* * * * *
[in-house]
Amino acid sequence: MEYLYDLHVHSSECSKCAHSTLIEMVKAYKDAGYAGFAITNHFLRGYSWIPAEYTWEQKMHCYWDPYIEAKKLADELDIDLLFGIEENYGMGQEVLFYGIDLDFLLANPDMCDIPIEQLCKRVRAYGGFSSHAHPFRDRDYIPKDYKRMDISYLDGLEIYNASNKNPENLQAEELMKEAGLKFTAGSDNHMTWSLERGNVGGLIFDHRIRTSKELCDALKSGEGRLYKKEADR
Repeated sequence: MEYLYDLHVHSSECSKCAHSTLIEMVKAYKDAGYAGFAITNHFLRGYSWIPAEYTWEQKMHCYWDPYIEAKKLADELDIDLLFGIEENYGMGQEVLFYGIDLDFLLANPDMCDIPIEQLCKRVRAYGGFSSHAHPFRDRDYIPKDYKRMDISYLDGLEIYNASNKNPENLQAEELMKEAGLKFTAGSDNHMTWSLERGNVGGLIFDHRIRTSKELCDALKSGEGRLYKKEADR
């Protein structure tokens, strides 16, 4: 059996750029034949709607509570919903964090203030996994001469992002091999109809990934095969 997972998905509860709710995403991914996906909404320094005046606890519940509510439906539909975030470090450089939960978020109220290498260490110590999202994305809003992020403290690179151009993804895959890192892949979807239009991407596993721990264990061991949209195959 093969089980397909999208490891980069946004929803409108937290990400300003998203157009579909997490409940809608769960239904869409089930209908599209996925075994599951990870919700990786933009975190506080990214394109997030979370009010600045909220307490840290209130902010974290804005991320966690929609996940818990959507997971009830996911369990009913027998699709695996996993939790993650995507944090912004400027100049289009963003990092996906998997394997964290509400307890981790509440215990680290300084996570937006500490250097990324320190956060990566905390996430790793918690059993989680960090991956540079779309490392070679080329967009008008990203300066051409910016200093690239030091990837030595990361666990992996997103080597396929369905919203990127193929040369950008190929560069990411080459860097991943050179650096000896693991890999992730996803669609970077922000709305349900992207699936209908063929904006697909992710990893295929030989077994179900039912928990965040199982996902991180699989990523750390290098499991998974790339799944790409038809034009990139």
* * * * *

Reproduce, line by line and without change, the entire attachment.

[in-house]
Amino acid sequence: MEYLYDLHVHSSECSKCAHSTLIEMVKAYKDAGYAGFAITNHFLRGYSWIPAEYTWEQKMHCYWDPYIEAKKLADELDIDLLFGIEENYGMGQEVLFYGIDLDFLLANPDMCDIPIEQLCKRVRAYGGFSSHAHPFRDRDYIPKDYKRMDISYLDGLEIYNASNKNPENLQAEELMKEAGLKFTAGSDNHMTWSLERGNVGGLIFDHRIRTSKELCDALKSGEGRLYKKEADR
Repeated sequence: MEYLYDLHVHSSECSKCAHSTLIEMVKAYKDAGYAGFAITNHFLRGYSWIPAEYTWEQKMHCYWDPYIEAKKLADELDIDLLFGIEENYGMGQEVLFYGIDLDFLLANPDMCDIPIEQLCKRVRAYGGFSSHAHPFRDRDYIPKDYKRMDISYLDGLEIYNASNKNPENLQAEELMKEAGLKFTAGSDNHMTWSLERGNVGGLIFDHRIRTSKELCDALKSGEGRLYKKEADR
């Protein structure tokens, strides 16, 4: 059996750029034949709607509570919903964090203030996994001469992002091999109809990934095969 997972998905509860709710995403991914996906909404320094005046606890519940509510439906539909975030470090450089939960978020109220290498260490110590999202994305809003992020403290690179151009993804895959890192892949979807239009991407596993721990264990061991949209195959 093969089980397909999208490891980069946004929803409108937290990400300003998203157009579909997490409940809608769960239904869409089930209908599209996925075994599951990870919700990786933009975190506080990214394109997030979370009010600045909220307490840290209130902010974290804005991320966690929609996940818990959507997971009830996911369990009913027998699709695996996993939790993650995507944090912004400027100049289009963003990092996906998997394997964290509400307890981790509440215990680290300084996570937006500490250097990324320190956060990566905390996430790793918690059993989680960090991956540079779309490392070679080329967009008008990203300066051409910016200093690239030091990837030595990361666990992996997103080597396929369905919203990127193929040369950008190929560069990411080459860097991943050179650096000896693991890999992730996803669609970077922000709305349900992207699936209908063929904006697909992710990893295929030989077994179900039912928990965040199982996902991180699989990523750390290098499991998974790339799944790409038809034009990139």